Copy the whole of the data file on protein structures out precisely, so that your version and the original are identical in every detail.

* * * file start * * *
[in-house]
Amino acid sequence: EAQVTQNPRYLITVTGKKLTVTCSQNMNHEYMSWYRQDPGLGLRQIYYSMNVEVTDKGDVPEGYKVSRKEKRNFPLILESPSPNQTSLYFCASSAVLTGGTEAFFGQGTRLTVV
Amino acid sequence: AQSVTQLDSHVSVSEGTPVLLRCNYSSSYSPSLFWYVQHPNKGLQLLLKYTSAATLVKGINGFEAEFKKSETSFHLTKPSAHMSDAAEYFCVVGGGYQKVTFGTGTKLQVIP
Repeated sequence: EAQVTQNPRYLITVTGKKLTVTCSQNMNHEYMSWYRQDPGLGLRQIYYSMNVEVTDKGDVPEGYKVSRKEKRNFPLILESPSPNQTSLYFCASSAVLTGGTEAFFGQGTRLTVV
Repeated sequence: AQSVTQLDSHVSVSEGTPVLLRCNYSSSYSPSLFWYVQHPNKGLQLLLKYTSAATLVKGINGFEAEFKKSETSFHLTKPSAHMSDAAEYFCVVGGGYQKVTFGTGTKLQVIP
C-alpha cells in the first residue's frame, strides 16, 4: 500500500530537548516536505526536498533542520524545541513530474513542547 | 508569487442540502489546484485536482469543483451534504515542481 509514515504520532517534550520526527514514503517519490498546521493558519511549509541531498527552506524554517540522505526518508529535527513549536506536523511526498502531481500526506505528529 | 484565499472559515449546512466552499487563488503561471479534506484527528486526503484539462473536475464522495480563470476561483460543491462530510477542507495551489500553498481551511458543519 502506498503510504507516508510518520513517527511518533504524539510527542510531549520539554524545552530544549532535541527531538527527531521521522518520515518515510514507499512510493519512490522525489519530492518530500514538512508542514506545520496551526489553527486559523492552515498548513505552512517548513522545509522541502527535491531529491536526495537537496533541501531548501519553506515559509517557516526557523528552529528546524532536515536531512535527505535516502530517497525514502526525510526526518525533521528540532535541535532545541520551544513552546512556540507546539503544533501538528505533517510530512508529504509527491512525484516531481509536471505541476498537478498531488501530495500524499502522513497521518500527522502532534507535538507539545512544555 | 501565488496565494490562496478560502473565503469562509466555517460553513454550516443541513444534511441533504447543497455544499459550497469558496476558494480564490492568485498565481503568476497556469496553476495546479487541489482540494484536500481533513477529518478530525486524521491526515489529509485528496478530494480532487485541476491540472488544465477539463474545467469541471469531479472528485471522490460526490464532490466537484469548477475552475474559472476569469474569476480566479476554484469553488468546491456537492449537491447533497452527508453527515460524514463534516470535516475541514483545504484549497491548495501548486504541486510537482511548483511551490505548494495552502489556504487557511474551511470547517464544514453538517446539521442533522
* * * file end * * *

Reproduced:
[in-house]
Amino acid sequence: EAQVTQNPRYLITVTGKKLTVTCSQNMNHEYMSWYRQDPGLGLRQIYYSMNVEVTDKGDVPEGYKVSRKEKRNFPLILESPSPNQTSLYFCASSAVLTGGTEAFFGQGTRLTVV
Amino acid sequence: AQSVTQLDSHVSVSEGTPVLLRCNYSSSYSPSLFWYVQHPNKGLQLLLKYTSAATLVKGINGFEAEFKKSETSFHLTKPSAHMSDAAEYFCVVGGGYQKVTFGTGTKLQVIP
Repeated sequence: EAQVTQNPRYLITVTGKKLTVTCSQNMNHEYMSWYRQDPGLGLRQIYYSMNVEVTDKGDVPEGYKVSRKEKRNFPLILESPSPNQTSLYFCASSAVLTGGTEAFFGQGTRLTVV
Repeated sequence: AQSVTQLDSHVSVSEGTPVLLRCNYSSSYSPSLFWYVQHPNKGLQLLLKYTSAATLVKGINGFEAEFKKSETSFHLTKPSAHMSDAAEYFCVVGGGYQKVTFGTGTKLQVIP
C-alpha cells in the first residue's frame, strides 16, 4: 500500500530537548516536505526536498533542520524545541513530474513542547 | 508569487442540502489546484485536482469543483451534504515542481 509514515504520532517534550520526527514514503517519490498546521493558519511549509541531498527552506524554517540522505526518508529535527513549536506536523511526498502531481500526506505528529 | 484565499472559515449546512466552499487563488503561471479534506484527528486526503484539462473536475464522495480563470476561483460543491462530510477542507495551489500553498481551511458543519 502506498503510504507516508510518520513517527511518533504524539510527542510531549520539554524545552530544549532535541527531538527527531521521522518520515518515510514507499512510493519512490522525489519530492518530500514538512508542514506545520496551526489553527486559523492552515498548513505552512517548513522545509522541502527535491531529491536526495537537496533541501531548501519553506515559509517557516526557523528552529528546524532536515536531512535527505535516502530517497525514502526525510526526518525533521528540532535541535532545541520551544513552546512556540507546539503544533501538528505533517510530512508529504509527491512525484516531481509536471505541476498537478498531488501530495500524499502522513497521518500527522502532534507535538507539545512544555 | 501565488496565494490562496478560502473565503469562509466555517460553513454550516443541513444534511441533504447543497455544499459550497469558496476558494480564490492568485498565481503568476497556469496553476495546479487541489482540494484536500481533513477529518478530525486524521491526515489529509485528496478530494480532487485541476491540472488544465477539463474545467469541471469531479472528485471522490460526490464532490466537484469548477475552475474559472476569469474569476480566479476554484469553488468546491456537492449537491447533497452527508453527515460524514463534516470535516475541514483545504484549497491548495501548486504541486510537482511548483511551490505548494495552502489556504487557511474551511470547517464544514453538517446539521442533522